The Write Time.

A couple of months ago, I received a random text from one of my best friends, informing me that Julia Child, world renowned cook and author, was 6ft 2”.

I myself stand 6ft2” and let me tell you, it’s not everyday that I hear of other women who are above average in stature, let alone are world famous.

With that little tidbit simmering in my mind like Julia’s iconic bouef bourguignon in a rich red wine gravy, it came as no surprise that during my daily bath, I decided to re-watch the darling film, Julie & Julia.

As I settled in under the blanket of bubbles with a nice glass of Merlot (I’m finding that Merlot is becoming quite a common subject in my blog posts as of late), long legs stretched before me in the tub, I pushed play and became immersed in Nora Eprhon’s film about two unlikely ladies following their passions with bravery and lots of butter.

In it’s clever screenplay, I found similarities in both story lines that aligned themselves incredibly close with my own story. Aside from the fact that I shared a rare and special height advantage with Julia Child, I also empathized with the struggle of wanting to do something with my life, but having hesitations and doubts about it going somewhere of importance.

In Julia’s case, we have a forty-year-old woman living in Paris searching for something to do with her ample time. Trying her hat at millinery (pun definitely intended) and bridge, she soon discovered that the only thing she simply loved to do, was eat. Throwing herself alongside professional (and all male) chefs at Le Cordon Bleu, she then went on to co-write an incredibly successful cookbook called The Art of French Cooking.

And this was all because the woman loved to eat.

Fast-forward about sixty years and we arrive in Julie’s small apartment in Queens, where we discover an exhausted woman tired with her job and determined to starting a goal and following through with it; in this case, cooking 524 recipes in 365 days, all out of Julia Child’s cookbook. To keep herself motivated, she decides to record it by blogging, which in 2002, wasn’t a popular outlet to document on. So we follow her through her many breakdowns and blogged musings and sympathize with the question of wondering if there’s anyone out there listening, and do they really care?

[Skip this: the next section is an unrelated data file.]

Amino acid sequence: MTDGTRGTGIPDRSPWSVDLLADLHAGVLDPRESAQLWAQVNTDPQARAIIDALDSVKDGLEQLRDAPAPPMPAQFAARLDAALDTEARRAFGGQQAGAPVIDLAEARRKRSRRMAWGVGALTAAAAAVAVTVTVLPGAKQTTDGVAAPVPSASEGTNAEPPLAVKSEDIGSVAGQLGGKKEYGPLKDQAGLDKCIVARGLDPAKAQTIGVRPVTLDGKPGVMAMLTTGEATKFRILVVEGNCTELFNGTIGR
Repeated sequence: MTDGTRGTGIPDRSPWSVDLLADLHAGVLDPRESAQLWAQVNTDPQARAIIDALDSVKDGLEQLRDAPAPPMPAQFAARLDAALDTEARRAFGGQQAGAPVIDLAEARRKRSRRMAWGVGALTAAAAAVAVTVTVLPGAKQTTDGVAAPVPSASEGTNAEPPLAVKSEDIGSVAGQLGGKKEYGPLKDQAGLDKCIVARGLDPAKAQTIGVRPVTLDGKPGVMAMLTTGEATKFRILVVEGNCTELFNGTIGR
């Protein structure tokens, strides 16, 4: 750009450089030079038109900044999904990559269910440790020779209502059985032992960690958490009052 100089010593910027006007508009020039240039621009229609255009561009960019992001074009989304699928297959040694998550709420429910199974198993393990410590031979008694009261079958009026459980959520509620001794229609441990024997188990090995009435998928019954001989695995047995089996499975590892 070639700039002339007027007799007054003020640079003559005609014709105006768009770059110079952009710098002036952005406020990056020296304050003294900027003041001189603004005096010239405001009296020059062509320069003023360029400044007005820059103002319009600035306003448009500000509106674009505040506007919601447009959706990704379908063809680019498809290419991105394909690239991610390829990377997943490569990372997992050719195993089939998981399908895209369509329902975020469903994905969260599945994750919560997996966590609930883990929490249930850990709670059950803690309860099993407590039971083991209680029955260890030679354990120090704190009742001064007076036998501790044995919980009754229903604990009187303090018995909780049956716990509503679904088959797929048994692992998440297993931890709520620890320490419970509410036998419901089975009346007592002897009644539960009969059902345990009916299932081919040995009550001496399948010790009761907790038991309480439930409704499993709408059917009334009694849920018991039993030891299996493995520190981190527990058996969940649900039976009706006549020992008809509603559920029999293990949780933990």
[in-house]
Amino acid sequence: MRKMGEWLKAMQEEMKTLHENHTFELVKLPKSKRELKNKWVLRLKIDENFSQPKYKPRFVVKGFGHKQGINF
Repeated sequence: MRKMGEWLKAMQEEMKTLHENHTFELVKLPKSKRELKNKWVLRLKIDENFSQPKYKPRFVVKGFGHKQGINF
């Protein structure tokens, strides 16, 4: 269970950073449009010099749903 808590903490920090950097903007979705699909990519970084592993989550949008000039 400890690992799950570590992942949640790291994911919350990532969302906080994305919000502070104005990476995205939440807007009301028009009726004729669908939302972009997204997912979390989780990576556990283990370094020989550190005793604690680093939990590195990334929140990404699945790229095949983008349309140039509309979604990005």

As the two stories interconnect with each other over delicious table settings and mmmms! and bon appetits!, I begin to unwind a little as I find comfort in the fact that I am not alone in my search for purpose. What both of these women shared in common was that they loved to cook. And where each of their paths took them on different routes, they both ended up being successful in their fields because they followed their passion for food. And butter. Let’s not forget about the butter.

In my story, I have a passion for writing and like Julie, I’m communicating out into this void wondering if anyone out there is listening or cares. Whilst she’s documenting her recipes, I’m documenting my life, and I have to believe that when the time is write (pun intended, yet again), I too will someday find success in my field.

An acquaintance of mine asked me the other day if I had any advice for her young daughter who was about to leave the family nest. She, too, was in the process of figuring out what to do with her life and after thoughtful consideration, I replied simply.

I told her that it doesn’t matter if she didn’t know what to do next. In my experience, following that thing that makes your heart sing, regardless of whether it’s your job or just a passion you have on the side, is the most important thing. Pursuance of your passion eventually leads you to your purpose.

Hearing myself say those words aloud made me realize that that passion for me, was writing. When I sit down at the computer and let my fingers dance across the keys or when I put that magical pen to paper and scroll across the lines with fierce abandon as my thoughts come to life, I swell with joy. And I’ll continue to write, despite not knowing what the future has in store for me.

All good things take time, and whilst I patiently wait for my writing to bring clarity as to what I should do with it, I’ll continue to type into the void because it’s my favorite thing to do.

Like Julie and Julia, I’m going to pursue the thing that makes me feel like Julia when she tastes the perfectly cooked bouef bourgoinon that’s been cooking for seven hours.

Because one thing is certain: writing is a part of who I am and how I express myself, and stopping that is stopping the one thing which makes me feel the most alive.



Speaking of “write” time, Mr. Windy made his appearance in this photo at precisely the wrong time.